Sunday, April 10, 2011

What I've learned from WDYTYA

The NBC television show Who Do You Think You Are just wrapped up its second season. It tracks famous individuals as they are paired with genealogists and historians to trace their family roots. I must admit that I really enjoy watching this show, despite some of the leaps in reasoning and proofs. There is something wonderful about seeing someone that is not a family historian or genealogist get excited about the same documents that would floor those of us that are avid researchers.

My family is full of farmers, small business owners and military veterans. There are no famous people, no one that will be remembered 100 years after they are gone. "Salt of the Earth" is what you may call my people. While their lives may not be exciting or fit to print (as I have found out much to my chagrin) it must be remembered that it is just these type of people that make the world go around. My farmers and businessmen and veterans and the women that supported them ARE the world. Famous people, criminals, all the individuals that make up some of the fascinating stories on WDYTYA are only a very small majority of the population. The television show does feature the stories of "everyday" people and for that I am grateful. It is those stories that are the most realistic and the most similar of the families of the viewing audience.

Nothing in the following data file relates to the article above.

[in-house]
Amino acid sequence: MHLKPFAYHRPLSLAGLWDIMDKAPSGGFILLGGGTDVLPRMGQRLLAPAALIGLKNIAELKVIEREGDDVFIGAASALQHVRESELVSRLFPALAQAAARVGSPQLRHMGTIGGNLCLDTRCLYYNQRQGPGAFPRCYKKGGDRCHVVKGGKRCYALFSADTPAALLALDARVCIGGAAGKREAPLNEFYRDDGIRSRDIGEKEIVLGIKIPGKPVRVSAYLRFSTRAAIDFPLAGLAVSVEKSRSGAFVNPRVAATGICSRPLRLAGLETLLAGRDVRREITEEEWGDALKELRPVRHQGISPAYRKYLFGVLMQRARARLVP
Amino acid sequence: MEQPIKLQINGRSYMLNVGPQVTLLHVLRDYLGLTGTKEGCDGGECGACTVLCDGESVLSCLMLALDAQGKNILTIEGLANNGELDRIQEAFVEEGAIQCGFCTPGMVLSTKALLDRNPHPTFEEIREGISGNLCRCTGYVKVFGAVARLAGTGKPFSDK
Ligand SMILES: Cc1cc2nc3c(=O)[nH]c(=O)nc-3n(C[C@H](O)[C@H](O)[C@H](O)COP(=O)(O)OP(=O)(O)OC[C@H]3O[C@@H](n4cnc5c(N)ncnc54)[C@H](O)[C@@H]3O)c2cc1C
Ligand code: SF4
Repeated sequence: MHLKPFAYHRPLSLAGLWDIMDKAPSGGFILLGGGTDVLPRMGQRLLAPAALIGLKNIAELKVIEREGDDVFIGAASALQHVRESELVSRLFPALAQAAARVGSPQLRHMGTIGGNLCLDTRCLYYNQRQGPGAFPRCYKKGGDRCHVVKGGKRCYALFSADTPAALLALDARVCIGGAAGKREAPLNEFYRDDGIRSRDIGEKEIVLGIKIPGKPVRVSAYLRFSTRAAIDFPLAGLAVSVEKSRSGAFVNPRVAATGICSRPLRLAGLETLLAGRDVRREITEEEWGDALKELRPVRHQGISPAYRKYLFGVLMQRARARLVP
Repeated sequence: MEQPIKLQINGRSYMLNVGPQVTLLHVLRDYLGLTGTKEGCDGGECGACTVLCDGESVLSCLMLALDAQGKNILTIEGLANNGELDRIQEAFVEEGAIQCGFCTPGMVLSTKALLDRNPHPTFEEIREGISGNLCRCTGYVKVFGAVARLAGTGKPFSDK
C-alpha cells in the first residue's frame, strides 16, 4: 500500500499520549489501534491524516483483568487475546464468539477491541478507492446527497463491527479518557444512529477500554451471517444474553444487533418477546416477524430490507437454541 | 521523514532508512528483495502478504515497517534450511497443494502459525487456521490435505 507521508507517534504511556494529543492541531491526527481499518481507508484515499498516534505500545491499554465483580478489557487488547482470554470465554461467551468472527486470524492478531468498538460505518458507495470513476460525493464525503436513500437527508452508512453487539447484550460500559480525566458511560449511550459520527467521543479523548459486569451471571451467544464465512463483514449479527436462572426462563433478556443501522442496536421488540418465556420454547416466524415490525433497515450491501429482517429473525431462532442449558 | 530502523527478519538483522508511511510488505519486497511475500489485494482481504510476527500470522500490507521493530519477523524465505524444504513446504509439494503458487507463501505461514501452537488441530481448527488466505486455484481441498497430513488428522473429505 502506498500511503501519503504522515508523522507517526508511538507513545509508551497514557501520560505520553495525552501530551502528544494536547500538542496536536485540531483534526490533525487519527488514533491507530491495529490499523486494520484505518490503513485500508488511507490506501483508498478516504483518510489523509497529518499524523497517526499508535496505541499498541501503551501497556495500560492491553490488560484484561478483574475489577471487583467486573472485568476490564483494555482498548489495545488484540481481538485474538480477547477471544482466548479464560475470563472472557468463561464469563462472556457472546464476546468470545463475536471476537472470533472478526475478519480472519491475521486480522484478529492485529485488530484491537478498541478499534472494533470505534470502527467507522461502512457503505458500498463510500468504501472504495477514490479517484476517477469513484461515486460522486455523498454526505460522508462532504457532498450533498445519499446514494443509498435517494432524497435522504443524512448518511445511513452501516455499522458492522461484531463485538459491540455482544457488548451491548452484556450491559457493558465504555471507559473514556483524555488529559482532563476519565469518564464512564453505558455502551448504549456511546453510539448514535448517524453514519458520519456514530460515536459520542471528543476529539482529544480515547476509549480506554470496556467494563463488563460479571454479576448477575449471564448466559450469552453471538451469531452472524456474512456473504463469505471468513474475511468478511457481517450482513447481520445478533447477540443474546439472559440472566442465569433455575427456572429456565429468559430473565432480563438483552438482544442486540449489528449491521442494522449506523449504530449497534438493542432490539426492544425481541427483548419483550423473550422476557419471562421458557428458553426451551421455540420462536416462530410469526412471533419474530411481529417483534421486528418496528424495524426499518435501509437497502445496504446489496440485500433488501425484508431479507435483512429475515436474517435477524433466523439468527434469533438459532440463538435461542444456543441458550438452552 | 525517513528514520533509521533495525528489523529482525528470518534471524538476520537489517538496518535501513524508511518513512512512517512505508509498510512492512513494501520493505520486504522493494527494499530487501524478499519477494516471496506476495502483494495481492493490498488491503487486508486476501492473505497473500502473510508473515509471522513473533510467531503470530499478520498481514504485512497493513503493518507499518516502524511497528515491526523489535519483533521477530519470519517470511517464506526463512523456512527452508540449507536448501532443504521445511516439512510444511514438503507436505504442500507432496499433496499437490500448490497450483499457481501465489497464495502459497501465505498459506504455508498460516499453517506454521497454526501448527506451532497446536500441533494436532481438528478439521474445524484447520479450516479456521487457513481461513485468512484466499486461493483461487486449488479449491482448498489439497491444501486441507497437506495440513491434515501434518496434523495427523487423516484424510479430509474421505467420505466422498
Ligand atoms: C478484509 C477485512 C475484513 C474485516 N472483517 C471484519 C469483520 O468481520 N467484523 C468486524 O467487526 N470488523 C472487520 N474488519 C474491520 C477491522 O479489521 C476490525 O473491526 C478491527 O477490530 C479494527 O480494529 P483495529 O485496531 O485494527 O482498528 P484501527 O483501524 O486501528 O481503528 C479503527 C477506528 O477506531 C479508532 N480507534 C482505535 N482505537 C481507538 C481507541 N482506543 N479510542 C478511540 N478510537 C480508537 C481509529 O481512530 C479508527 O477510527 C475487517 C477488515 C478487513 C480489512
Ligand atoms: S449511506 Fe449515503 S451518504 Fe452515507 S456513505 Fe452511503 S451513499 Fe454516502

What I have learned from Who Do You Think You Are is that I should continue to celebrate the everyday-ness that is my family. Their lives were important and valid and it is up to me to bring them back to life.

2 comments:

Shelley said...

I agree, Heather! It's important to tell your family's stories--so what if they weren't famous? My ancestor chart is full of farmers, carpenters, and women "keeping house," and I really believe each one of them has a story worth telling. So keep on doing what you're doing!

FrustratedSue said...

My very first brush with genealogy was when I met a children's book that starts something like "My father's father's father…" and ends "They were not rich and famous, but they were strong and good."* (OK, mostly strong and good on the majority of our trees.) I think their stories are important. and I think it's wonderful to try to trace them.
* "And They Were Strong and Good" I forget the name of the Newberry award author. But this book is worth looking up to pass on to a favorite child.